I am a big fan of the movie Braveheart. William Wallace, or at least the character depicted by Mel Gibson in the movie, is a man I find myself admiring and in many ways wishing to emulate. I am beginning to write more extensively about the spiritual applications found within the movie. But as I embark upon that project, I wanted to just share a one reflection.
There are many terms that can be used to describe the character of William Wallace. One of the greatest would have to be his dedication. That’s a great word to use because it touches on several of Wallace’s personality strengths: loyalty, commitment, diligence, and integrity. It is found in several areas, but perhaps most beautifully in terms of his relationship with Murron.
Murron MacClannough first appears in the film at the funeral of William’s father and brother. She is a very young girl maybe five or six years old. She sees William, only a few years older than she and now alone and in pain. Her feelings lead her to action, so she break away from her mother’s hand, picks a thistle, and presents it to the grief-stricken boy. At first glance you may think he merely looks into her face, taking in the gravity of the moment, and accepting this compassionate gift.
But look closer. Watch William’s reaction to the gift and you can see his future established in a heartbeat. He receives the flower, looking down at the tender gift given to him. Then, he hurriedly looks up. It’s subtle but important. He’s not startled, scared, or taken aback. His reaction seems to be driven more by his heart than his mind, for it is in that moment, that quick glance at Murron, we see a heart teaching a mind something that it will forever hold true.
Some of you may say that I’ve just watched the movie too many times and am making this stuff up. However, I would invite you to follow the thistle as it returns back to Murron years later. After reconnecting with her, Wallace drops her back off at her home. As he leaves, he hands her a folded cloth. She opens the cloth, finding a perfectly preserved thistle – the very flower she had given him years earlier. What is her reaction? You’ve seen it before. She hurriedly looks up. It’s subtle but important. She’s not startled, scared, or taken aback. The thistle not only confirms his deep feelings of love for her, but it awakens in her the true love that she has also held for him. The similarities in the reactions reveal the connection that has existed between them for years. And while it is certainly romantic, it leaves me with one simple question.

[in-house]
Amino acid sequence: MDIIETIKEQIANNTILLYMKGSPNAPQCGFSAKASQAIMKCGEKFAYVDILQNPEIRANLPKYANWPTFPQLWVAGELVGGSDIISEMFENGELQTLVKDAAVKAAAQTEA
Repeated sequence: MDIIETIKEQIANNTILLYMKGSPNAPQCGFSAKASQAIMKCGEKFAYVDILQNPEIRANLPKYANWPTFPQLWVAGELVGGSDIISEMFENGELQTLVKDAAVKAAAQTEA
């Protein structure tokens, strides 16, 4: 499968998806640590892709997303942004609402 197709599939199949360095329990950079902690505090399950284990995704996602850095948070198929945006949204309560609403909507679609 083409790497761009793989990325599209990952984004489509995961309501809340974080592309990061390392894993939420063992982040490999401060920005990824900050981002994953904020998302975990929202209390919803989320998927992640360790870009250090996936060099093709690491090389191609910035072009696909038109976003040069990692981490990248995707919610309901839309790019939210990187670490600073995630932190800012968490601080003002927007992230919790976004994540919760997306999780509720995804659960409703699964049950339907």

How is it that Wallace, who has been gone traveling the world with his uncle for years, could have not only kept the flower, but the love of Murron for so many years? With all he had learned and experienced, he could have lived anywhere, choosing for himself a woman from any nation with beauty, power, charm or wealth – or all of the above. So what was it that brought him back to Murron – a simple, common Scottish peasant? She could have died. She could have already married. She could have forgotten about him or may have wanted nothing to do with him. But Wallace never listened to these thoughts. He refused to allow any of these ideas to enter his consciousness because the thistle reminded him of what his heart already knew – he loved her and her alone. And so he held fast to what he knew was in store for him.
We have that same level of certainty in the promises of God. Maybe it is like Wallace – a promise that God is going to bring you a spouse with whom you will share your life. Perhaps its focus is on your work, your calling, or the direction your life is supposed to take based on a simple decision you have in front of you. No matter the topic, God’s promises are a certainty. Wallace didn’t know when he would return to Murron, but he knew he would. He didn’t know what his life with her would be like, but he knew he would have one. God’s promises for us don’t always come in the way we envision, but we know they will come and will bring with them the fullest manifestation of the love that God intended us to have in them.
“Be still before the Lord and wait patiently for Him…” – Psalm 37:7